The Best Sources of Plant Based Protein

Hello everyone, I’m Joy McCarthy, a holistic nutritionist. Today, I want to talk about plant-based proteins. Although I’m not a vegan or vegetarian, I do eat a mostly plant-based diet because it’s high in fiber, nutrient-dense, and usually cheaper. It’s also better for the planet, especially if you’re eating factory-farmed meat, which is not environmentally friendly.

In this article, I’ll focus on the importance of protein for our bodies, as it’s a building block for every cell in our body, including skin, muscles, bones, and cartilage. Additionally, protein is necessary for making enzymes, hormones, and other chemicals in our body. There are nine essential amino acids that our body can’t produce, so it’s essential to eat a variety of foods to get all the necessary nutrients.

The biggest challenge I see with my clients, especially the ones who are health-conscious, is that they eat too many of the same foods, which can lead to health problems. So, I’ll share eight plant-based protein sources to diversify your diet.

Firstly, spirulina, dried blue-green algae, is rich in 22 amino acids and up to 70% protein by weight. It’s a great source of iron, calcium, and beta-carotene, but it’s not very tasty, so it’s best to mix it in a smoothie in moderate amounts.

Secondly, coconut flour, which is gluten-free, is a total superfood. Two tablespoons of coconut flour provide five grams of protein and more fiber than wheat flour. I use it in baking, such as my pumpkin coconut flour chocolate chip muffins, and coconut flour pancakes.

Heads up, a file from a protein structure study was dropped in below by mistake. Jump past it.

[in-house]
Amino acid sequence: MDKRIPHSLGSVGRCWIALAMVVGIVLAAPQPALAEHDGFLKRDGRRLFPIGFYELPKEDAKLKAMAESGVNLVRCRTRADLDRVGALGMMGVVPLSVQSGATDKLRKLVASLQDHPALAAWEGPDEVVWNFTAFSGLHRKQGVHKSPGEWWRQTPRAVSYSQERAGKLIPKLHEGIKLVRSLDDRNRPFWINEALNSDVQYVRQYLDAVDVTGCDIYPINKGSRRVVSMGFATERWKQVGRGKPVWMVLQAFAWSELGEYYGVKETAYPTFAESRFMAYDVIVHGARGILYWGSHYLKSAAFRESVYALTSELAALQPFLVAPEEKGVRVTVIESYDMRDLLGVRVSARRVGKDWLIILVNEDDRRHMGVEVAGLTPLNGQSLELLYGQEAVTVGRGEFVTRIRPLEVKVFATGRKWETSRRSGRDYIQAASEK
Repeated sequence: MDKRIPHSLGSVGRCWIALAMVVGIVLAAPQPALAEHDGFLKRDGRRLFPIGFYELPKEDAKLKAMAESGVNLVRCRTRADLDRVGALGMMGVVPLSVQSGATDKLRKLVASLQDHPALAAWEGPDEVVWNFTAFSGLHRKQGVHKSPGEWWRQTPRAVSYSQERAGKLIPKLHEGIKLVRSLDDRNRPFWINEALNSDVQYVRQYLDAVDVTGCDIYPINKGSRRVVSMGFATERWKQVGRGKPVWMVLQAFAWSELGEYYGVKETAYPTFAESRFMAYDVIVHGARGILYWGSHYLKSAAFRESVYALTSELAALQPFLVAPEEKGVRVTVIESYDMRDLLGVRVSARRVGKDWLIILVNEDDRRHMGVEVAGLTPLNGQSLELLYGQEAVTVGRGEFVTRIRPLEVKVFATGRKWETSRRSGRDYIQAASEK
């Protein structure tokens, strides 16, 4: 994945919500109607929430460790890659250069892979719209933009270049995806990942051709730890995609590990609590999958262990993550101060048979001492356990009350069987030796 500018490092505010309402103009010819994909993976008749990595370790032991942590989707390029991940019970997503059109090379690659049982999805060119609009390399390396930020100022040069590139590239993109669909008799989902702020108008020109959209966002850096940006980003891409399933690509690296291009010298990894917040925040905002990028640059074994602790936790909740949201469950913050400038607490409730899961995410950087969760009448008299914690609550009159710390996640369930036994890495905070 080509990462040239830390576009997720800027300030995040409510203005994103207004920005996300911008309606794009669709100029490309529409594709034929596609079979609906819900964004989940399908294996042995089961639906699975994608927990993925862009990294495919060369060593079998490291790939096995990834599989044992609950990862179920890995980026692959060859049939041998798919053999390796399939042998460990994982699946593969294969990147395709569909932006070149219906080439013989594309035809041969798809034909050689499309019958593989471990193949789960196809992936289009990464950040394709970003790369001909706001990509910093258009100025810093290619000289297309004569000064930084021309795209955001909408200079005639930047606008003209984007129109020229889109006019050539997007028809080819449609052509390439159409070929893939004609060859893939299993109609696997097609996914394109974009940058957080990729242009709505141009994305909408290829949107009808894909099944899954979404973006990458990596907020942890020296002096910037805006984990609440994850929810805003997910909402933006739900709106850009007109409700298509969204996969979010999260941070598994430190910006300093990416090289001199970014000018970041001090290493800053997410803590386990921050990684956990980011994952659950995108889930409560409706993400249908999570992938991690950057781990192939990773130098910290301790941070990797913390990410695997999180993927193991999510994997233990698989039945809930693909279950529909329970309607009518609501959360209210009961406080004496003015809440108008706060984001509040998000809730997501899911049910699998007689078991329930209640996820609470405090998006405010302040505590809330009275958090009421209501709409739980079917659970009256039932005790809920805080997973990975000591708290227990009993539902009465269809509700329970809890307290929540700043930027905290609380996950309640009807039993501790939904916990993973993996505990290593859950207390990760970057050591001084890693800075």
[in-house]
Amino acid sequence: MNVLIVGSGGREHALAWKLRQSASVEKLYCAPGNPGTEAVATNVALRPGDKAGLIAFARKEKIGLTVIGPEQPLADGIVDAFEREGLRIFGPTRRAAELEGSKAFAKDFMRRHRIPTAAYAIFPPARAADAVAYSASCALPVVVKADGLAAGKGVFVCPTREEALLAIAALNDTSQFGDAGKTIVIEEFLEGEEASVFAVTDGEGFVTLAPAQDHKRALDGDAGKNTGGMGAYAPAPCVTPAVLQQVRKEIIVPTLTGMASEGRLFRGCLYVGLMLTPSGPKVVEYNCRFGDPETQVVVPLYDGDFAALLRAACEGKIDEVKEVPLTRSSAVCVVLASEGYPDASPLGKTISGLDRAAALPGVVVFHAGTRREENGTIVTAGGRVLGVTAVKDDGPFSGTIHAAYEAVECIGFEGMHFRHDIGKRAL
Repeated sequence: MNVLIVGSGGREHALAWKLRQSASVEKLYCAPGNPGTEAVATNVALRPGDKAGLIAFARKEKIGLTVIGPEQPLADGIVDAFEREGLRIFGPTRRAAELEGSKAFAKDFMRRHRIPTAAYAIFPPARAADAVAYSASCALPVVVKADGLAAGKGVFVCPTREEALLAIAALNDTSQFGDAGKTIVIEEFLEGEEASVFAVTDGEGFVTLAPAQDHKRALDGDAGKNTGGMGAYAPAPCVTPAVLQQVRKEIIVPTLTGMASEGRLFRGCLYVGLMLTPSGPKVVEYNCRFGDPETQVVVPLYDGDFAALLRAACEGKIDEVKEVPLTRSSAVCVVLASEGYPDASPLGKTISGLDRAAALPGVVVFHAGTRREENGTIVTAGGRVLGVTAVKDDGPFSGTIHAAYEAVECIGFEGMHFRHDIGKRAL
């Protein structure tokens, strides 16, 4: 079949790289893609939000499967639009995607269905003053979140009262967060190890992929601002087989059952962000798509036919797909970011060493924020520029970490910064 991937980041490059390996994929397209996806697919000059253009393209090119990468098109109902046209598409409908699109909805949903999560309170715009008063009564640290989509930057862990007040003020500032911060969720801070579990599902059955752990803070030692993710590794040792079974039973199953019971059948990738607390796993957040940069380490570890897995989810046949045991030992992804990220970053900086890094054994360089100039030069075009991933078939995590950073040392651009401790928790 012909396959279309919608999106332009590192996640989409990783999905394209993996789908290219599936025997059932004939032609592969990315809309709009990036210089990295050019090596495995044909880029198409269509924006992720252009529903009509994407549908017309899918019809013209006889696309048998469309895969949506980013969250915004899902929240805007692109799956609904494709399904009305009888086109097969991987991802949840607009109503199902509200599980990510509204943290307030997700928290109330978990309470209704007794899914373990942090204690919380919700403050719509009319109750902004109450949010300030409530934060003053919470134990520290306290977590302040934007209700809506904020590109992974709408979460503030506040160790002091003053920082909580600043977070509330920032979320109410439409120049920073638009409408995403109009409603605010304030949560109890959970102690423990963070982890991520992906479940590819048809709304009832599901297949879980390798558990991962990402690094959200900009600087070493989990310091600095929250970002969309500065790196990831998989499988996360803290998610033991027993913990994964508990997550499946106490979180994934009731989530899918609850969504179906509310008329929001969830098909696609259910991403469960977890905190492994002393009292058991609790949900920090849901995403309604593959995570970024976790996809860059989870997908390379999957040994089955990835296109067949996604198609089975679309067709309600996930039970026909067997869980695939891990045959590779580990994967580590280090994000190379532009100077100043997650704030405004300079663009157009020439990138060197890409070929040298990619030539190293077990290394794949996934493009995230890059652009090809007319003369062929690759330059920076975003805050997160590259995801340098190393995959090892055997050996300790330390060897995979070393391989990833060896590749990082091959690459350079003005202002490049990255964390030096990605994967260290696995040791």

Thirdly, black beans are rich in fiber and provide 21 grams of protein in half a cup of cooked black beans. They’re great for digestive health, help balance blood sugar levels, and reduce inflammation.

Fourthly, hemp seeds, also known as hemp hearts, are nutty and delicious. A quarter cup of hemp seeds provides 15 grams of protein, making them an easy addition to your diet. They’re also a good source of gamma-linolenic acid, which is great for reducing inflammation and hormonal balance.

Fifthly, chia seeds, with four grams of protein and 11 grams of fiber per two tablespoons, are a superfood that easily gelatinizes, making them great for puddings and as an egg substitute. They’re easily digestible and can be sprinkled on salads or in smoothies.

Sixthly, almonds are surprisingly a great source of protein, with one cup providing 30 grams. They’re also high in vitamin E and healthy fats, but soaking them in water overnight can make them more digestible.

Seventhly, lentils, with nine grams of protein in half a cup, are rich in fiber and minerals. Garbanzo beans, also known as chickpeas, provide 20 grams of protein in half a cup, making them a protein heavyweight. Hummus is an excellent snack and a great source of protein.

Finally, bee pollen is a great source of protein, with 40% of its weight being protein in the form of free amino acids. It’s also rich in vitamins and minerals and immune-building. One tablespoon is enough to sprinkle on smoothies or granola.

There are many plant-based protein powders available in health food stores, which are another great way to add protein to your diet. I use fermented protein powder in smoothies, pancakes, and muffins.

I hope you enjoyed this video and found it helpful. Don’t forget to subscribe to my channel for more nutrition tips. Have a joyous day, everyone!

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